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BSNL now offers free Indic language email IDs through DataMail tie up

BSNL has tied up with DataMail for providing free local language email ids to its customers. This will include emails in Hindi, Gujarati, Urdu, Punjabi, Tamil, Telugu, Bengali and Marathi, and will have the domain extension of @DataOne.Bharat.

DataMail already provides email services in these local languages but with its own domain extension for email IDs. With this tie up, BSNL will essentially be registering email customers on its own domain, rather than with DataMail. However, DataMail will likely handle the entire service given that BSNL even asks users to download the DataMail app for accessing or registering for the email service.

The service should be beneficial for both sides: BSNL gets to offer its customers something unique without having to build it itself, while DataMail gets access to BSNL’s customers. Note that the email provider, which launched paid Indic language email services in August, had launched in the Russian language earlier this month. The company has since switched to providing its services for free. Other than the Indic languages, its platform also claims to support Arabic and Chinese characters.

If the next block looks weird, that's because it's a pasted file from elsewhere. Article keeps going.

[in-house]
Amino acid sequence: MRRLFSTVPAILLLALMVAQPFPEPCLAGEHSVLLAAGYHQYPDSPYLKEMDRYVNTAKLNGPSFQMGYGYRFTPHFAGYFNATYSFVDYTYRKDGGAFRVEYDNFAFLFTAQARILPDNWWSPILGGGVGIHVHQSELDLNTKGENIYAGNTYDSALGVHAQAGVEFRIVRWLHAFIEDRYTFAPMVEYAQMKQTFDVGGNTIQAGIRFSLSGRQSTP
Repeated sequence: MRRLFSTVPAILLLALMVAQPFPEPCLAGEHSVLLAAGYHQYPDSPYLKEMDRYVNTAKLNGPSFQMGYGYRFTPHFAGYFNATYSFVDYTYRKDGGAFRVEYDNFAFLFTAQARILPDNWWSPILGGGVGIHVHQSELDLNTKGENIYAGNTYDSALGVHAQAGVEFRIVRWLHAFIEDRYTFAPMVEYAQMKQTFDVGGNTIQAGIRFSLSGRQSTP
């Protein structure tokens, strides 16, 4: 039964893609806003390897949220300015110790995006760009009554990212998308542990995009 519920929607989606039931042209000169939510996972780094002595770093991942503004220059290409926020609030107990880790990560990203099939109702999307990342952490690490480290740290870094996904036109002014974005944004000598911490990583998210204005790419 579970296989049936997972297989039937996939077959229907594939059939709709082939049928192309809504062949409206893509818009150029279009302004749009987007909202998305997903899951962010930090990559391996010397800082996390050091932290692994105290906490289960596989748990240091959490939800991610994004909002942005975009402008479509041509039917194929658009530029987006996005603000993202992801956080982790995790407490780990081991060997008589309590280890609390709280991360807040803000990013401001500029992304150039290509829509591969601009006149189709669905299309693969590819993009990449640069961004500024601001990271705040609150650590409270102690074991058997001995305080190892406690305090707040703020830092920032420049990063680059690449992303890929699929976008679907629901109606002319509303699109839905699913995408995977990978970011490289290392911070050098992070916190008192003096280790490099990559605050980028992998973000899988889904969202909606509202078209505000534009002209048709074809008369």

Other than DataMail and now BSNL, Yahoo also provides mail in seven Indian languages, including Hindi, Gujarati, Bengali, Tamil, Telugu, Kannada and Marathi.

Interestingly, in August, the Indian government had told email service providers to provide users with addresses in Indian languages, starting with Hindi. It also wanted ‘sufficient local language content and tools to access it’ in order to increase internet penetration and push higher rural adoption. This was needed because English speakers and readers in the country were low (10.35%), according to Rajiv Bansal, Joint Secretary at the Ministry of Electronics and IT.

Indic languages on handsets too:

In June, the Bureau of Indian Standards said that mobile handsets in India would need to support typing in Hindi and English, and reading in all 22 official Indian languages. We’d pointed out at the time that this was essential for growth of access to the internet for handsets in order to access content in users’ local languages.

Image source: Flickr user Atos under CC BY-SA 2.0

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